It makes me sad that practically all Chinese food (practically all? I think I can safely say “all”) is off limits because of the soy sauce. Just one simple substitution would, in most cases, make every dish on a Chinese restaurant’s menu edible. Sigh. We’ll have to make do making our own at home. On that note, anyone know of a good Chinese cooking school I can attend to learn to make some of the staples at home with tamari? I’ve got a FEVER and ain’t no cowbell gonna cure it!

Here’s a recipe I’ve sussed out already. It does a pretty dern good job of feeding the beast. Plus, it has the added bonus of being veggie, which hot and sour soup at the Chinese restaurant is most certainly not.

Feed the beast: Hot & Sour Soup

Feed the beast: Hot & Sour Soup

Hot and Sour Soup

  • 8 cups veggie broth
  • 1/4 c. tamari (more depending on how salty your broth is)
  • 4 cloves garlic
  • 4 half-inch slices of ginger
  • 1 5 oz. can of bamboo shoots, julienned
  • 8 oz. shiitake mushrooms, sliced
  • small handful dried wood ear mushrooms (julienned or whole)
  • 1/4 of a block of firm tofu
  • 1 large egg
  • 1/4 c. white vinegar
  • 4 T cornstarch
  • 4-5 scallions
  • 4 T sesame oil
  • 1/4-1/2 tsp chili flakes and/or chili garlic or freshred chili*

Bring veggie broth to a boil. Add minced garlic, tamari, ginger slices, julienned bamboo, sliced shiitakes, and wood ears. Beat the egg and while whisking the boiling soup, pour the egg in slowly. Lovely little egg strings should appear and float to the top. In a small bowl, combine cornstarch and vinegar. Pour this mixture into the soup – without it the egg doesn’t stay suspended in the broth and just floats to the top looking icky. Turn the heat down so the soup simmers and add the tofu (diced or thickly julienned), chili goo of your choice, and sesame oil. Just before serving add the scallions and tamari to taste. Makes 4 small bowls. Mmm… taste like Chinese food.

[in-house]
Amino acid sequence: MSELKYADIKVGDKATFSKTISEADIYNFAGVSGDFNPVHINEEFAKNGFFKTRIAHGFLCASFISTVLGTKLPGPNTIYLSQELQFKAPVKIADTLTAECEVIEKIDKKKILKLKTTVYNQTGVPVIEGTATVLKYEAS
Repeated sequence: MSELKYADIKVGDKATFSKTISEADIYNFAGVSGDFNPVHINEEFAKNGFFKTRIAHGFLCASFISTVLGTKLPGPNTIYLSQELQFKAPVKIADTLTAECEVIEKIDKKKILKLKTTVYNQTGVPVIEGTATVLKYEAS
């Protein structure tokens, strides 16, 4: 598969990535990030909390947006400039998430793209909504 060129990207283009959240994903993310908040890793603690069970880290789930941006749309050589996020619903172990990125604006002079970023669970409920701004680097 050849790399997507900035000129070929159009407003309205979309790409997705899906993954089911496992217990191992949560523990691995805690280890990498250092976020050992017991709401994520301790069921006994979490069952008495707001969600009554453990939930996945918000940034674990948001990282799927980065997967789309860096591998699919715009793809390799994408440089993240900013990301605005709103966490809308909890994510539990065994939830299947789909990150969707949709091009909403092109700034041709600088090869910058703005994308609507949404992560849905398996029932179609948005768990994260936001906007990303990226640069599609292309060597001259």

*Shopping in Chinatown is always a bit of a crapshoot. Consistency in stocking just doesn’t exist. Or maybe it’s that everything is in Chinese so if they change the packaging on you (or their English translator), you’re toast. Then you have the added obstacle of finding one delightful something-or-other one time and then you can’t remember which store you got it from when you run out. Ah, yes. It is an adventure. But I digress. We’re talking chilis, people! There are two prepared chili thingies that we use incessantly in our house. One is fairly ubiquitous – our local grocery store even carries it so I’m thinking yours might too. It’s the Sambal Oelek chili sauce. The second is the hilariously named “Freshred Chili Pepper” by Master Sauce Co, Inc. Really, any Asian chili sauce you can lay your hands on will do, but these are tasty if you happen to run across them.

Gluten-Free Cold Noodles & Sesame Sauce

Gluten-Free Cold Noodles & Sesame Sauce

As a kid, I adored Stouffer’s frozen mac and cheese. I would pull up a stool in front of the toaster oven and watch it bake, anticipating the melted cheesy goodness that would ensue if only I could hold out for the 25 minutes it instructed me to wait. So naturally, when I got out of college and went wheeling down the grocery aisles like a kid in a candy store (woohooo! I can get anything I want!) I picked up a couple of packages. Brought home, immediately stuck in oven. Waited excruciating 25 minutes til done. Pulled out and took in a triumphant whiff. Fork dove in from 3 feet high. First taste of a childhood comfort food in 10ish years… could it be happening? Oh so delightfff-uhh-glauuuuuugh!? Gross! What the? This shite is pasty narsty mushiness! How did I eat this crap?